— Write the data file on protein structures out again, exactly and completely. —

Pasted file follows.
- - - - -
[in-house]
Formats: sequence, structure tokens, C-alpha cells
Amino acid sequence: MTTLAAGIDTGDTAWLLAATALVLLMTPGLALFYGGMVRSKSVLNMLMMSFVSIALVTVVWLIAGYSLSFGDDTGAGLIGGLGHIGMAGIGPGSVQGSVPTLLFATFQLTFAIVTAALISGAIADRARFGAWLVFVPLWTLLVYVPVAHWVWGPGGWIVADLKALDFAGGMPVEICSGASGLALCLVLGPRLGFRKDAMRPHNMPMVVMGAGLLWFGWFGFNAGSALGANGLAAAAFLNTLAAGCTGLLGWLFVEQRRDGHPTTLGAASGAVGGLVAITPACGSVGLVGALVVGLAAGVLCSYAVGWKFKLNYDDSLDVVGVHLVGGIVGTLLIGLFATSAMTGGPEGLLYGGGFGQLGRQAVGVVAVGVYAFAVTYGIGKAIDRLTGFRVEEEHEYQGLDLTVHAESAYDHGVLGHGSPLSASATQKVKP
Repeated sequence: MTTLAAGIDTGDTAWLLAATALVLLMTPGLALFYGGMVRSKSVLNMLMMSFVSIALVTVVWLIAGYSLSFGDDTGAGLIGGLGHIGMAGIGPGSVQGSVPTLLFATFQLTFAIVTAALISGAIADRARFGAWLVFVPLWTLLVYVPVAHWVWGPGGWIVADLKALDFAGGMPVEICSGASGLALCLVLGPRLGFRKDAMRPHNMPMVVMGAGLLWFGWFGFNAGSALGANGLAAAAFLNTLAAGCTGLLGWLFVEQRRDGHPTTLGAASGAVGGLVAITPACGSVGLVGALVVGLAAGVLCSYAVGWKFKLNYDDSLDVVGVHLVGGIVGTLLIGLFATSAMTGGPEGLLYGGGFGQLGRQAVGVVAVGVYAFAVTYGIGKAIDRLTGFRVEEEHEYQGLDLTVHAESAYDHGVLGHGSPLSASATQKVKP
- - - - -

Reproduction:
[in-house]
Formats: sequence, structure tokens, C-alpha cells
Amino acid sequence: MTTLAAGIDTGDTAWLLAATALVLLMTPGLALFYGGMVRSKSVLNMLMMSFVSIALVTVVWLIAGYSLSFGDDTGAGLIGGLGHIGMAGIGPGSVQGSVPTLLFATFQLTFAIVTAALISGAIADRARFGAWLVFVPLWTLLVYVPVAHWVWGPGGWIVADLKALDFAGGMPVEICSGASGLALCLVLGPRLGFRKDAMRPHNMPMVVMGAGLLWFGWFGFNAGSALGANGLAAAAFLNTLAAGCTGLLGWLFVEQRRDGHPTTLGAASGAVGGLVAITPACGSVGLVGALVVGLAAGVLCSYAVGWKFKLNYDDSLDVVGVHLVGGIVGTLLIGLFATSAMTGGPEGLLYGGGFGQLGRQAVGVVAVGVYAFAVTYGIGKAIDRLTGFRVEEEHEYQGLDLTVHAESAYDHGVLGHGSPLSASATQKVKP
Repeated sequence: MTTLAAGIDTGDTAWLLAATALVLLMTPGLALFYGGMVRSKSVLNMLMMSFVSIALVTVVWLIAGYSLSFGDDTGAGLIGGLGHIGMAGIGPGSVQGSVPTLLFATFQLTFAIVTAALISGAIADRARFGAWLVFVPLWTLLVYVPVAHWVWGPGGWIVADLKALDFAGGMPVEICSGASGLALCLVLGPRLGFRKDAMRPHNMPMVVMGAGLLWFGWFGFNAGSALGANGLAAAAFLNTLAAGCTGLLGWLFVEQRRDGHPTTLGAASGAVGGLVAITPACGSVGLVGALVVGLAAGVLCSYAVGWKFKLNYDDSLDVVGVHLVGGIVGTLLIGLFATSAMTGGPEGLLYGGGFGQLGRQAVGVVAVGVYAFAVTYGIGKAIDRLTGFRVEEEHEYQGLDLTVHAESAYDHGVLGHGSPLSASATQKVKP